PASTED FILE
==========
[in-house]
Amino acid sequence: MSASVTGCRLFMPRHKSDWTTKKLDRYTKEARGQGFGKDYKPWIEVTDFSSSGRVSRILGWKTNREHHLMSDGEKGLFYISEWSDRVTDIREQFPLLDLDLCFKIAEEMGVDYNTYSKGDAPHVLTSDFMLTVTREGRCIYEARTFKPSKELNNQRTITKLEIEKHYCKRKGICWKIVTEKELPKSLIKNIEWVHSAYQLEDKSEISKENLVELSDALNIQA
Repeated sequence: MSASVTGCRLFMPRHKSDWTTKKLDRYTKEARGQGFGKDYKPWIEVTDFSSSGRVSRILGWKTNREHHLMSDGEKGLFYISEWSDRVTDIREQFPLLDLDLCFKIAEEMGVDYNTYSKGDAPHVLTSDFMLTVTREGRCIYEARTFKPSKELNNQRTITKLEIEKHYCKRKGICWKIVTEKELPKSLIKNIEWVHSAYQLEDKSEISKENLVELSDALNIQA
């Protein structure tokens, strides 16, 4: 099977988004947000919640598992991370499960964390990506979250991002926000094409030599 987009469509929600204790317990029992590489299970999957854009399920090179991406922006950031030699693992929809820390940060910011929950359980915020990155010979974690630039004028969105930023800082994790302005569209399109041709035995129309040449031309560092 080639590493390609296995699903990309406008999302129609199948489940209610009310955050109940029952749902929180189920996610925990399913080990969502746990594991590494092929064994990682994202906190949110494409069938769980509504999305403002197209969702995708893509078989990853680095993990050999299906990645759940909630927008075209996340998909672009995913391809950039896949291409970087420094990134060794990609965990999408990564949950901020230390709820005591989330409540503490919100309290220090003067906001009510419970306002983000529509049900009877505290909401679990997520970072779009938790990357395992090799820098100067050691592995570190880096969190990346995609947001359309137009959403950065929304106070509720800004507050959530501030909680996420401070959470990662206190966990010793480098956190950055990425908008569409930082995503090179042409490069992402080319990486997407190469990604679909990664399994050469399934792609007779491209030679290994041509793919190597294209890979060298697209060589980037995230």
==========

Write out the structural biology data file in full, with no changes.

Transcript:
[in-house]
Amino acid sequence: MSASVTGCRLFMPRHKSDWTTKKLDRYTKEARGQGFGKDYKPWIEVTDFSSSGRVSRILGWKTNREHHLMSDGEKGLFYISEWSDRVTDIREQFPLLDLDLCFKIAEEMGVDYNTYSKGDAPHVLTSDFMLTVTREGRCIYEARTFKPSKELNNQRTITKLEIEKHYCKRKGICWKIVTEKELPKSLIKNIEWVHSAYQLEDKSEISKENLVELSDALNIQA
Repeated sequence: MSASVTGCRLFMPRHKSDWTTKKLDRYTKEARGQGFGKDYKPWIEVTDFSSSGRVSRILGWKTNREHHLMSDGEKGLFYISEWSDRVTDIREQFPLLDLDLCFKIAEEMGVDYNTYSKGDAPHVLTSDFMLTVTREGRCIYEARTFKPSKELNNQRTITKLEIEKHYCKRKGICWKIVTEKELPKSLIKNIEWVHSAYQLEDKSEISKENLVELSDALNIQA
């Protein structure tokens, strides 16, 4: 099977988004947000919640598992991370499960964390990506979250991002926000094409030599 987009469509929600204790317990029992590489299970999957854009399920090179991406922006950031030699693992929809820390940060910011929950359980915020990155010979974690630039004028969105930023800082994790302005569209399109041709035995129309040449031309560092 080639590493390609296995699903990309406008999302129609199948489940209610009310955050109940029952749902929180189920996610925990399913080990969502746990594991590494092929064994990682994202906190949110494409069938769980509504999305403002197209969702995708893509078989990853680095993990050999299906990645759940909630927008075209996340998909672009995913391809950039896949291409970087420094990134060794990609965990999408990564949950901020230390709820005591989330409540503490919100309290220090003067906001009510419970306002983000529509049900009877505290909401679990997520970072779009938790990357395992090799820098100067050691592995570190880096969190990346995609947001359309137009959403950065929304106070509720800004507050959530501030909680996420401070959470990662206190966990010793480098956190950055990425908008569409930082995503090179042409490069992402080319990486997407190469990604679909990664399994050469399934792609007779491209030679290994041509793919190597294209890979060298697209060589980037995230």